In this article on 1 John 2:1, the author shows how we are encouraged in our struggle against sin through the fact that we have Jesus Christ as our advocate.

Source: Clarion, 2005. 2 pages.

1 John 2:1 - Jesus Christ, Our Advocate

...We have one who speaks to the Father in our defence.

1 John 2:1

The apostle John had a most remarkable way of encouraging his readers to walk in the way of the Lord. In his first letter he writes, “My dear children, I write this to you so that you will not sin. But if anybody does sin, we have one who speaks to the Father in our defence – Jesus Christ, the Righteous One. He is the atoning sacrifice for our sins, and not only for ours, but also for the sins of the whole world” (1 John 2:1, 2).

What a great encouragement this is. For who can keep God’s commands perfectly? Despite the best efforts, there will be stumbles, falls, and failures. Does it not happen in normal life that failure brings forth rebuke, perhaps even punishment? If you are certain of failure, why even bother to try? John indicates, however, that there is a provision for failure, namely, the Lord Jesus Christ.

It is at this point that John touches on one of the key aspects of our Lord’s work for us while He is in the heavenly sanctuary before the throne of our heavenly Father. He is there as “one who speaks to the Father in our defence.” To use a familiar term, Jesus is our advocate.

John explains why it is of such great benefit to us to have our Lord Jesus Christ as our advocate, speaking on our behalf. First, it is a great benefit because He is the Righteous One. For sinners, it is so important to remember that our advocate is sin-free. This is an absolute qualification for the advocate in the heavenly court. This was foreshadowed in the Old Testament sacrifices: only unblemished animals qualified. The letter to the Hebrews spells this out in great detail too; our Lord is like us in every respect, sin excepted.

The picture, however, is not yet complete. What makes our Lord Jesus Christ such a suitable advocate for us when we commit sin is that He is the “atoning sacrifice.” Again, our minds go to the Old Testament. By means of animal sacrifices, offered as substitutes for sinners, sin was paid for, and the sinner was reconciled to God. The Lord’s anger was taken away because sin was punished in the substitute animal. All the sacrifices had their climax in the seventh month, on the great Day of Atonement when there was a general payment for all the sins of Israel. All this was fulfilled in the Lord Jesus Christ. John the Baptist called our Lord “the Lamb of God.” Our Lord himself stated that He had come to give his life as a ransom for many. The letter to the Hebrews is filled with references to show that Jesus paid for sins once for all. Our Lord Jesus is, therefore, a most suitable advocate because He was the atoning sacrifice.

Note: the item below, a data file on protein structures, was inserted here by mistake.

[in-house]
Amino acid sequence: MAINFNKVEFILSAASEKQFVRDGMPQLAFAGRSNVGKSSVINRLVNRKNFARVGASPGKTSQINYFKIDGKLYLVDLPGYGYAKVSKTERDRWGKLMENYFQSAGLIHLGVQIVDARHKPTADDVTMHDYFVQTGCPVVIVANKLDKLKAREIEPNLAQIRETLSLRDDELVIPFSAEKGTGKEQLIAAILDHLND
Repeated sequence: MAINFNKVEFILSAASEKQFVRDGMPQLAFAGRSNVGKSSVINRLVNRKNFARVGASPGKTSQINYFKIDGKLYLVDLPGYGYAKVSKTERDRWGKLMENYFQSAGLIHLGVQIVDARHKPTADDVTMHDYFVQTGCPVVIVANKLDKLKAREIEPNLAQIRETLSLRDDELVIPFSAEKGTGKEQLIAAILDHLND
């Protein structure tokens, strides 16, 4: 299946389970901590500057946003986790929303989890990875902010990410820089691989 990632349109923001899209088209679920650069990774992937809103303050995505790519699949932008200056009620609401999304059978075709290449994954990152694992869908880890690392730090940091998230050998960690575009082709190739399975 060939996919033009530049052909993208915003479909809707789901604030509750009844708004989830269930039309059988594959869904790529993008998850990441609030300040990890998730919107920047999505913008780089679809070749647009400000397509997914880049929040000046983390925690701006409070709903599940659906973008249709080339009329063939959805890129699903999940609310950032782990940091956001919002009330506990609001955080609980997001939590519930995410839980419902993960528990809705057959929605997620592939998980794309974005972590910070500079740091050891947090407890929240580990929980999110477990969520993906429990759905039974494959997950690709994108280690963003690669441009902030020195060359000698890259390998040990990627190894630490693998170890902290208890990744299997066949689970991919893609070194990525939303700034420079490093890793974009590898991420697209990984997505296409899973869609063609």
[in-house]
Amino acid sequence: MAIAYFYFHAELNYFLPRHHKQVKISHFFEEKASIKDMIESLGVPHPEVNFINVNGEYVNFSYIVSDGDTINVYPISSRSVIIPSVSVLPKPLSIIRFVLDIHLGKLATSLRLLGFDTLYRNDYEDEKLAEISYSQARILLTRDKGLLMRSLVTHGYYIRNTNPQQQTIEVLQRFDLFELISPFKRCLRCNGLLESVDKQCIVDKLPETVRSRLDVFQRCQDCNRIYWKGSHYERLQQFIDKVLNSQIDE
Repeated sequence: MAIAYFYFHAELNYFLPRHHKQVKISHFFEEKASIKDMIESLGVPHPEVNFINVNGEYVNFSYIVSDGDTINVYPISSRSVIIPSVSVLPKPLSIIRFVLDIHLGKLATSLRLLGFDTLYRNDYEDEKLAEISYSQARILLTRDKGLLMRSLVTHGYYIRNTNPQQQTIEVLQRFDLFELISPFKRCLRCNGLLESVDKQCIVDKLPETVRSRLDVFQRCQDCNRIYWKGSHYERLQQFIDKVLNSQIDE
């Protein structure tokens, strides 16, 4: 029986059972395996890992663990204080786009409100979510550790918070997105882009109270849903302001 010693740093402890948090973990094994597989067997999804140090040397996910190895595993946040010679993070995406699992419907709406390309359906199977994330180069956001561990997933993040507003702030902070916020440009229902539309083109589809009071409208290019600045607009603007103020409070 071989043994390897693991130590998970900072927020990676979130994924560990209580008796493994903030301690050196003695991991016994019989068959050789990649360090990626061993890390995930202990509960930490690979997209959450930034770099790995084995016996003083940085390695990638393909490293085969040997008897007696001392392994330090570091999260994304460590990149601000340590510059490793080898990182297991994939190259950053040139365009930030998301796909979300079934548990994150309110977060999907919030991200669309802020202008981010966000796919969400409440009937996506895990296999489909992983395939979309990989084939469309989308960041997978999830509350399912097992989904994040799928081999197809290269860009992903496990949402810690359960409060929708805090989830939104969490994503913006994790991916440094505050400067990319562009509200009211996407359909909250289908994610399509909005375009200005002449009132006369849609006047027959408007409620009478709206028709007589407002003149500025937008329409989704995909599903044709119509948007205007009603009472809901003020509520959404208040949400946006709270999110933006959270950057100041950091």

What an encouragement we have. John tells us that when we sin and we stand guilty again before the throne of God, Jesus Christ stands at our side. He does not try to find loopholes in the law to see how He can get us off the hook. Rather, He basically says to his Father: “Look at me! I have already paid for their sins. Let them go free!” If we want to think about it in terms of a courtroom, we can picture God asking us what we plead with respect to the charges against us. Our plea is always the same: “Please look to Jesus. He has paid.”

We notice that John does not leave it at that. He adds that the Lord Jesus made atonement not only for our sins, “but also for the sins of the whole world.” We should not think that John is teaching that everyone will be saved. Reading through this letter as a whole makes it clear that John knows that there are those who will perish in unbelief. One of the purposes of this letter is to warn against those who live in unbelief. What John is doing is putting penitent sinners at ease as he points to the magnitude of Jesus’ sacrifice. John teaches that the well of salvation will never run dry.

When you reflect on these words, you will realize John is not encouraging people to sin because the Lord Jesus will always cover up for them. What it comes down to is that God says, “I want you to walk according to my commands and I have already made provisions for your failures.” For the believer, this is not an invitation to carelessness, but an encouragement to keep on striving. We dare to try because we know Jesus Christ is our advocate.

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